Okinawa has many tourist attractions but I think that if you want to see the real Okinawa, some of the best places are the out of the way holes in the wall you just can’t see from the main highway. Sure you’ll have to do a little research and hunt a little bit to find them but it really isn’t all that difficult if you take your time. One such place my wife and I visited recently is called Nakandakarihijya. Try to say that three times fast! It’s just one of many natural springs that are scattered all across this island. Perhaps the first thing people notice is the unique name which is just as difficult to pronounce as it looks. Trust me I had to work on this one for a while before I finally got it down. This spring is located only a few kilometers away from the Peace Prayer Park where the Battle of Okinawa came to its bloody end. The whole area was laid waste during the war and there is a large plaque next to a gnarled old banyan tree in both Japanese and English telling the history of the place.
Natural springs are very important on Okinawa and not just because they provide life giving water. They have an almost mystical religious importance associated with them. They represent one leg in the trinity of “heaven, earth and ocean” in the indigenous faith of the islanders. Many will have a small altar built right next to them and this one is no different. Usually located in the center of the village, they’re also gathering places for the local residents to pass the time away. Perhaps that is why they built a small playground on the hillside just above this one.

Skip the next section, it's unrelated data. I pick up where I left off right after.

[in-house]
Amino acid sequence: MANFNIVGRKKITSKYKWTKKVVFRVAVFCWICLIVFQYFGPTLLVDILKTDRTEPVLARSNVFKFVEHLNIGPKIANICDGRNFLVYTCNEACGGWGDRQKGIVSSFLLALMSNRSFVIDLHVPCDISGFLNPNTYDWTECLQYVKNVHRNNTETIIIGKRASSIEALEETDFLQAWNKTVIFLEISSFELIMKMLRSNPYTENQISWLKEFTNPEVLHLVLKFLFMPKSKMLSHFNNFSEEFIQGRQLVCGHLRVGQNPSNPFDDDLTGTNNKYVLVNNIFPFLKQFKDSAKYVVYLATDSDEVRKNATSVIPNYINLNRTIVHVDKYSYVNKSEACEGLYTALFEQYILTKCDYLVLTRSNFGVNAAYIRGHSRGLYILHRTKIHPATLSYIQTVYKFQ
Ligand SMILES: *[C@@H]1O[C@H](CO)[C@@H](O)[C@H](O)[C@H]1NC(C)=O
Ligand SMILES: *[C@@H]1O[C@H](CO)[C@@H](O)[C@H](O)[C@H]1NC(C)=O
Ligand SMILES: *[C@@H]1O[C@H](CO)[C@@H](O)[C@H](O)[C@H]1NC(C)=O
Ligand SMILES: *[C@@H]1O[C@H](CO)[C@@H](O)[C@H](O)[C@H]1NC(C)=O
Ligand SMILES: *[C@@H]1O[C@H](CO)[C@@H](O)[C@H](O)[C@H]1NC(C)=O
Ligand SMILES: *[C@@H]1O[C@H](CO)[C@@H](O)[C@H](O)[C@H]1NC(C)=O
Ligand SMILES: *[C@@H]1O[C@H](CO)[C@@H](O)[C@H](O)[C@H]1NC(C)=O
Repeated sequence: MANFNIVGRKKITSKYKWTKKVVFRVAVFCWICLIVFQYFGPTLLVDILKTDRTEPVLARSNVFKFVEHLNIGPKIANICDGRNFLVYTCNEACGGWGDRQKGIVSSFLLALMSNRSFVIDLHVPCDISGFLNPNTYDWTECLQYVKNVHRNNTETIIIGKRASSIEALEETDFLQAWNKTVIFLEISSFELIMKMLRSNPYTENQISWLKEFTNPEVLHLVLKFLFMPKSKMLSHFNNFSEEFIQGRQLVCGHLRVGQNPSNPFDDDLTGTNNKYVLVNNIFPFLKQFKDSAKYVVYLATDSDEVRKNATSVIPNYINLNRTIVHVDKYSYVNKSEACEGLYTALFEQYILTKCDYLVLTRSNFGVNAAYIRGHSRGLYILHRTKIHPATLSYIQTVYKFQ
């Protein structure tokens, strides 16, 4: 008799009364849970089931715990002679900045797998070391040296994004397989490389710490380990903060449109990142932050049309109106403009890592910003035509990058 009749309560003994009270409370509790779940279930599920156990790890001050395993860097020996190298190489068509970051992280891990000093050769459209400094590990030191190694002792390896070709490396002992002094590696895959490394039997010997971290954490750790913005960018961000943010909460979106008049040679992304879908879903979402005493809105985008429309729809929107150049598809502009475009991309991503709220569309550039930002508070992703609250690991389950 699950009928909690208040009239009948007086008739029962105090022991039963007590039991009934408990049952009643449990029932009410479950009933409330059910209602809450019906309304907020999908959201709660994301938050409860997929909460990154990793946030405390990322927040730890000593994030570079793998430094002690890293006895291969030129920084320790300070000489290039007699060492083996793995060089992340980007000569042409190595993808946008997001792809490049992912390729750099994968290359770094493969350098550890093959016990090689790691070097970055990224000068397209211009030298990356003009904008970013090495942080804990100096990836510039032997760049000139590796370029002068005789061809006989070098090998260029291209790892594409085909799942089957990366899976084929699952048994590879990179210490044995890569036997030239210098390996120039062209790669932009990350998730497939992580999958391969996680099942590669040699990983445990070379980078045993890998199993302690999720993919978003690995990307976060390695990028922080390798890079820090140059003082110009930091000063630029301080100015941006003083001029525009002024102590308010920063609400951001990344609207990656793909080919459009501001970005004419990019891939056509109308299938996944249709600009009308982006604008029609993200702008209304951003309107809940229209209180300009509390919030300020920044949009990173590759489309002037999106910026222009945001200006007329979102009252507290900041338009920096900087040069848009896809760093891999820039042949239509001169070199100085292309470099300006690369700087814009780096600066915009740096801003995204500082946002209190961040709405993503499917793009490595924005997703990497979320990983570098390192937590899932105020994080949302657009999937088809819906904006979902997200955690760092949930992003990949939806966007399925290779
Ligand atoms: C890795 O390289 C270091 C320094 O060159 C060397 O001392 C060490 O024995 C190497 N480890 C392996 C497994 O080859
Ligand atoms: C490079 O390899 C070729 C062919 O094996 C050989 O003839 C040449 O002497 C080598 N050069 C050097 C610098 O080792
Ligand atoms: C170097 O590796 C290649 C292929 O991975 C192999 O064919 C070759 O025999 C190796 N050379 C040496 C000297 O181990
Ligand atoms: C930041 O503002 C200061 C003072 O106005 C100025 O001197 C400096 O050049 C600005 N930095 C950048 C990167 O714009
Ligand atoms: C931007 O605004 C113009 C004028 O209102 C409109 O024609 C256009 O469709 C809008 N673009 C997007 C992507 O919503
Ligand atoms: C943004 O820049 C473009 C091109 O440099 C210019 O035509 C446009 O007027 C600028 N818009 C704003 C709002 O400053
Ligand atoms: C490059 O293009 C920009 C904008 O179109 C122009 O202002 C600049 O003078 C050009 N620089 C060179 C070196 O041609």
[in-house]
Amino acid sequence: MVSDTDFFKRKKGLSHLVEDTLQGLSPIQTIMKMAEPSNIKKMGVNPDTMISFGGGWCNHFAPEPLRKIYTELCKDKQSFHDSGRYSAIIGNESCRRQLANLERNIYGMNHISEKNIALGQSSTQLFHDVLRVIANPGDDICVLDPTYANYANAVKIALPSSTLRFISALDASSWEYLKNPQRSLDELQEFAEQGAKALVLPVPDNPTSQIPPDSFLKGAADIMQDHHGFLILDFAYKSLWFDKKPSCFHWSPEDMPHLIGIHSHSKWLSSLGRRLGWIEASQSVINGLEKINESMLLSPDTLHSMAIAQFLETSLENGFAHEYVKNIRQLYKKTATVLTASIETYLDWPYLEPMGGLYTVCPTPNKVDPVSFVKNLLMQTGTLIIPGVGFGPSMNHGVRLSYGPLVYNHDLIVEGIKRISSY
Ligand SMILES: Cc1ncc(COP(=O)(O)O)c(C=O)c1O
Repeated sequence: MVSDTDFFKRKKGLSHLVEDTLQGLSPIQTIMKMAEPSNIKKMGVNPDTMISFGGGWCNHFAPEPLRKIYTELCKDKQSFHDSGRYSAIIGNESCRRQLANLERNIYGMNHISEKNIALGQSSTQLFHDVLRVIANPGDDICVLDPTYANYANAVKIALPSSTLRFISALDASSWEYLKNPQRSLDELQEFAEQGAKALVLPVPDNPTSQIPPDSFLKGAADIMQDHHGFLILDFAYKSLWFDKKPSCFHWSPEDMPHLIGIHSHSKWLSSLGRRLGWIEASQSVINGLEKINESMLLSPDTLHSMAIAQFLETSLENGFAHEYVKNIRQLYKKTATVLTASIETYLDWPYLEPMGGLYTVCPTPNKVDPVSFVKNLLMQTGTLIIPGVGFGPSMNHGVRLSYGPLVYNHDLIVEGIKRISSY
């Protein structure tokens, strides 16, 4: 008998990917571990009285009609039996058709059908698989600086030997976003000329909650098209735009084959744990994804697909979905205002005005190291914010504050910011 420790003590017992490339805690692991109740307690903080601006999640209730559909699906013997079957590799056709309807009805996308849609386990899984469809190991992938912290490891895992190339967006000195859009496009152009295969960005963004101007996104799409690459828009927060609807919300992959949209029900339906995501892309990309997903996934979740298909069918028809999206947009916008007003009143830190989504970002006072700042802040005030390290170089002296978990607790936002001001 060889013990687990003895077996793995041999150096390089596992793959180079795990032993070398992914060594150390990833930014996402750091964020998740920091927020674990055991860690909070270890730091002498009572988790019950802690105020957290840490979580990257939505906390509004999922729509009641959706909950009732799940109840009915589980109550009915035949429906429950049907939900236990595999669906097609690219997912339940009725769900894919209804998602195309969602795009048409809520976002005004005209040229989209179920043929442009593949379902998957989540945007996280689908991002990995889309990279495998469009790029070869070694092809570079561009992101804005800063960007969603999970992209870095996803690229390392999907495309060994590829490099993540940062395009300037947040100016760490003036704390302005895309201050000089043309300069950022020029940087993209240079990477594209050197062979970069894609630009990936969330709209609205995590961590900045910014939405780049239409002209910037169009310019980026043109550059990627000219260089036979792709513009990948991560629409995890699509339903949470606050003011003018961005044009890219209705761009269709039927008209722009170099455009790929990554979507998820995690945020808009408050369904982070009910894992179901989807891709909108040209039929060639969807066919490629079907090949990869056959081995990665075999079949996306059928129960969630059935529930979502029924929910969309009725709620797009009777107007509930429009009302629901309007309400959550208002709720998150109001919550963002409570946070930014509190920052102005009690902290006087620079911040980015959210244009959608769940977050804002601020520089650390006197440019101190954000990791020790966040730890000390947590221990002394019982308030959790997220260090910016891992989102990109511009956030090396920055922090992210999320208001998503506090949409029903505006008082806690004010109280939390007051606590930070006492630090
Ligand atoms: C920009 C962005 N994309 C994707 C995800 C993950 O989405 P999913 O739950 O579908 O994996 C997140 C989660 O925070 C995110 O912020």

From the playground, the spring is almost invisible. You’ll have to follow an old rough hewn and very steep stone walkway down to the spring. This particular spring is one of only several on Okinawa that is still used by the locals in the community the old fashioned way. Depending on the time of day, it’s quite possible that you’ll see folks washing their clothes or cleaning freshly picked vegetables in preparation for the evening meal. Nothing here goes to waste and the excess flows on down stream to irrigate the many small gardens and postage stamp sized farmers fields located on the steep hillside below. But what makes this place different from many of the other springs we’ve visited over the years is that this one also includes a public bathing area equipped with a wood burning stove to heat the water. Though tempting, I wouldn’t advise stopping in for a quick dip to cool off on a hot summer’s day. For sightseers, this is an ideal spot to get off the road and enjoy an Obento, snack or to stretch your legs.
It’s accessible from highway 331 along the southeastern coast of the island. Just look for the signs directing you to the spring. Situated high on the bluffs, it also offers a fantastic panoramic view of the coast and a chance to take a peek at Okinawa the way it was before the war. It’s definitely worth a few minutes of your time.